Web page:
As the COVID-19 pandemic overwhelms health systems, shutters businesses and triggers a spike in gender-based violence, persons with disabilities face particularly acute challenges. This is one of the key insights from a series of consultations that UNFPA and Women Enabled International (WEI) held in September and October, with support from the UN Partnership on the Rights of Persons with Disabilities.
Even before the pandemic, persons with disabilities faced extremely high barriers to sexual and reproductive health information and services. Now, with many services interrupted because of lockdown measures, these services are even less accessible.
“There are services which have not been provided… They say during the COVID-19 [pandemic], they cannot provide those services. Maybe after,” explained Ruth Kamchacha, in Malawi, during the recent consultation.
As a person with a visual impairment and the director of a disability advocacy group, she knows these challenges all too well.
Health services increasingly out of reach
Women with disabilities are among the most vulnerable, said participants in the consultations, which reached 200 persons with disabilities in 19 countries around the world.
“COVID-19 affected women with disabilities economically. It put a strain on them… Most of them are raising their children by themselves,” explained Ms. Kamchahca.
Financial pressures, combined with the rising cost of transportation to health facilities, means many women are choosing to forgo care.
“You find that the minibus that cost 250 kwacha now is 1,000… Some women would think, ‘For me to get those services, I have to pay [for] this with the same money I can use to buy food.'”
Even under normal circumstances, health services do little to accommodate persons with disabilities, Ms. Kamchacha said.
“You’ll find that there is not any sign language interpretation there” at most health facilities in Malawi. While there are often posters to provide information to people with hearing impairments, “there is nothing that would really help someone who cannot read on their own.”
The same is true in other countries as well.
“One of the major issues in my country is a lack of sign language interpretation when it comes to health – and specifically sexual and reproductive health,” said Niluka Gunawardena, who has a physical and psychosocial disability. She is a university lecturer and works with the organization HYPE in Sri Lanka.
“It creates spaces within health care, within sexual health, that are very exclusive and inaccessible,” she said.
Consultation participants reported seeing and experiencing major stigmas around persons with disabilities engaging in sexual activity. These taboos severely limit their access to sexual health information and services, and impede their autonomy over their bodies and choices.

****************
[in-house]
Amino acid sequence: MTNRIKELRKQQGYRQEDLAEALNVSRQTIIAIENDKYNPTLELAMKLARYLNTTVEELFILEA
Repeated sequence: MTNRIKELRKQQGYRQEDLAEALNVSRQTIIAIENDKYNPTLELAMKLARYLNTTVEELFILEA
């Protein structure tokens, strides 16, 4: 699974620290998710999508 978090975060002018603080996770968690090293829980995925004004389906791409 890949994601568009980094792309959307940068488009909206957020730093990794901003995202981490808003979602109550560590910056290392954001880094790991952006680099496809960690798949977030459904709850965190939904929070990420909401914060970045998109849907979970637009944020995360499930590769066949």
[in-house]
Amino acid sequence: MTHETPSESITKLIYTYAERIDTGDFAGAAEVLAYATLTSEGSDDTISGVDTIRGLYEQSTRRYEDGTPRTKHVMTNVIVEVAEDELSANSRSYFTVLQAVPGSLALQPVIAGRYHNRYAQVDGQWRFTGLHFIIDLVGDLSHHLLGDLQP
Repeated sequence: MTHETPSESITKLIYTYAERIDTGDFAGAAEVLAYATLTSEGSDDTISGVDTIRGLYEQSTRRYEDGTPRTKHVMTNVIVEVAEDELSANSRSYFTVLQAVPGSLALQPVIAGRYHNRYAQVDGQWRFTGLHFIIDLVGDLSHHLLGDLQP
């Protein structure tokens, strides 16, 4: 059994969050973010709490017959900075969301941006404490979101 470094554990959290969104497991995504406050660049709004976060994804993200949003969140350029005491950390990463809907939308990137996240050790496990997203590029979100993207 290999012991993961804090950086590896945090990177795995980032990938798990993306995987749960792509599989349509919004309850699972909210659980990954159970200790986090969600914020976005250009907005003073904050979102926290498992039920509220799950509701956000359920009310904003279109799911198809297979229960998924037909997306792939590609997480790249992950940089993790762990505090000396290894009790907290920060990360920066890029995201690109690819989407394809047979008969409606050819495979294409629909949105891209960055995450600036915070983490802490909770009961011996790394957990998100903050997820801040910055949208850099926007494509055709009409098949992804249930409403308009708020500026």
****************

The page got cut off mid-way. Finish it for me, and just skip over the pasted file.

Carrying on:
“Women with disabilities cannot access contraception, emergency contraception, abortion – even if they meet one of the three [legally] accepted reasons – or dignified labour,” said Marcela Benavides, who has a psychosocial disability. She is the president of CIMUNDIS, a disability rights organization in Chile.
“There is a general assumption of asexuality with most cases of disability,” Ms. Gunawardena said, “and then hypersexuality when it comes to psychosocial disabilities or learning disabilities, which means that the sexuality of persons with disabilities is not really thought through when it comes to the public health agenda.”
The consequences can be devastating.
Ms. Kamchacha’s organization, Disabled Women in Africa, reported one case where a woman with a disability arrived at a Malawian health centre to give birth. “The personnel were just like, you know, casting appalling insults on her. ‘As a woman with a disability, why did you put yourself in this state? Why did you get pregnant?'”
The woman was neglected during delivery. “The patient – or the victim – ended up losing the baby,” Ms. Kamchacha explained, “and the husband ended the marriage.”
In many places, persons with disabilities rely on advocacy groups and community support networks to fill the gaps. Such groups can provide accessible sexual and reproductive health information, facilitate health services, and offer other assistance. But with COVID-19, many of these mechanisms have been disrupted.
“Another major obstacle, especially in the context of COVID-19, has been the breakdown of community support networks,” Ms. Gunawardena said. “Because of the social distancing and isolation, the community support networks have kind of come apart.”
Despite these challenges, advocates are working hard to ensure the human rights of persons with disabilities are respected, including their reproductive rights.
In Sri Lanka, Ms. Gunawardena and colleagues host digital forums with community leaders “looking at sexual and reproductive health and rights, gender-based violence and the experiences of disabled women.”
In Chile, Ms. Benavides’s organization is working to “give a strong feminist perspective” to leaders working on disability rights.
In Malawi, Ms. Kamchacha’s group is working with WEI and UNFPA to make sexual and reproductive health information available and accessible to persons with disabilities during the pandemic.
And insights from WEI and UNFPA’s consultations are being used to develop guidance and good practices, which will be published early next year.